Choosing the right lawn mower blade can be an overwhelming process. However, there are several criteria you can use when searching so that you can get the best fit possible. They are:
- Make and model– The badge or label on the blade is a great way to ensure you get the right one. You can search for the numbers online to find blades that would be a good fit.
- Blade part number– Each mower blade has a unique part number stamped onto it. Just searching with the number offers a list of websites selling the blade you need.
- Sizing a blade- This is the most commonly used method for finding the right blade because it is used when no other information about the blade is available. When sizing a blade, you need three measurements: how long the blade is in inches, the diameter of the middle bolt hole, and the blade boss shear pin to find the hole distance.
When ordering a blade, you will want to avoid fitting the wrong type of blade, fitting the blade with a bigger center bolt hole than needed, fitting the blade upside down, making the blade bolt too tight, or turning it the wrong way.
There are several styles of lawn mower blades available, each with a different look and advantage.
- Low lift– These blades are best used on sandy soil. They give a low drastic swoop over the blades and have low suction compared to other blades.
- High lift– The opposite of low lift with a high drastic swoop and high suction. The blade’s vertical swoop and minimal clogging make it best suited for bagging and mowing tall and compact grass. High lift blades only work well on a high horsepower motor.
- Standard/deck blades– The most common type of blade is slightly curved to increase airflow and improve suction to remove more grass.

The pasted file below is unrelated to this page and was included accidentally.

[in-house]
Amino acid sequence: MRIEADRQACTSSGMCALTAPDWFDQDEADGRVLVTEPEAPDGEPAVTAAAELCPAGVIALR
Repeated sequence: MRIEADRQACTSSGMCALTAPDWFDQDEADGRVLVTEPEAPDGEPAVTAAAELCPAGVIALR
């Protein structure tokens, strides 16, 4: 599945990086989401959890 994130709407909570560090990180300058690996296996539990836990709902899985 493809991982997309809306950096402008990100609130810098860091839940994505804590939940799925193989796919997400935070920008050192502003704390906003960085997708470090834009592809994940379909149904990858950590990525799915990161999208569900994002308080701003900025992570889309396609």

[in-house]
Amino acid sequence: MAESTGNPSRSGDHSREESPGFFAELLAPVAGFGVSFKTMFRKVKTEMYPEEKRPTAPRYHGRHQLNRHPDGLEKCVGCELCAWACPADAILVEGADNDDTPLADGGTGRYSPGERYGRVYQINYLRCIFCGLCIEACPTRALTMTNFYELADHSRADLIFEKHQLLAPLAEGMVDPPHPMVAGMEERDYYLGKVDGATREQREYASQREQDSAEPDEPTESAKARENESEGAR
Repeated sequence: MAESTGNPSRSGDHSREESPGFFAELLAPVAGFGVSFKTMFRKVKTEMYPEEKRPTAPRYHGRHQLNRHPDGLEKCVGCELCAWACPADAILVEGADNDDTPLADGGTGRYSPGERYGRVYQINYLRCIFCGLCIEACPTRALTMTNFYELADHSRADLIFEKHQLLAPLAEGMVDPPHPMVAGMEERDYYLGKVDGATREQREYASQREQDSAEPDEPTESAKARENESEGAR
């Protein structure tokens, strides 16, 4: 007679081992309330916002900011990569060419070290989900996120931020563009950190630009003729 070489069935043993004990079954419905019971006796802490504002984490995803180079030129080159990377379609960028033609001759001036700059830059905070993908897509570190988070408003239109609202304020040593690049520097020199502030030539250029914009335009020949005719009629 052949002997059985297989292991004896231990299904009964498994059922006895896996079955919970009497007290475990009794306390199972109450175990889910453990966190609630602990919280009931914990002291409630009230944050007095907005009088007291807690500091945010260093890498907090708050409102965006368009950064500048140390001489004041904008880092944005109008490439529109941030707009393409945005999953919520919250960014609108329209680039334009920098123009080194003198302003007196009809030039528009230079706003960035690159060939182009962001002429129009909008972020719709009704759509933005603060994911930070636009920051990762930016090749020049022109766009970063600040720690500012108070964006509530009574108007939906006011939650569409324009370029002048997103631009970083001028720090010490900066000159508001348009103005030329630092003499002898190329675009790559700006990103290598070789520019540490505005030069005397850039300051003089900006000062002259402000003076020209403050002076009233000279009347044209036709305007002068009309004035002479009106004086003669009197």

- Gator (3 in 1) blades– These are also common blades and provide everything you need as a combination of high-lift, low lift, and mulching blades. They are typically more expensive than other blades due to their multifunctionality.
- Mulching blades– The best blades to switch to if your blades have a lot of wear and tear on them. They can be used for many different purposes and cut grass in several ways.
Choose your blade based on the wear on your current blades and the type of mowing work you want to do. Different blades exist to fulfill individual tasks.
A blade is an essential purchase to be able to use your electric lawn mower. However, not every blade is designed the same. Here are four of the best lawn mower blades available for purchase today.
- Specifically designed for use while bagging clippings with EGO Power+ 21" Lawnmowers
- Not recommended for use with the mulching plug
- Factory sharpened steel blade for excellent cutting performance
This high lift blade is made only for EGO Power+ mowers but maximizes the mower’s efficiency with its slightly curved blades. The blade is also factory sharpened and provides sufficient clearance through tall grass.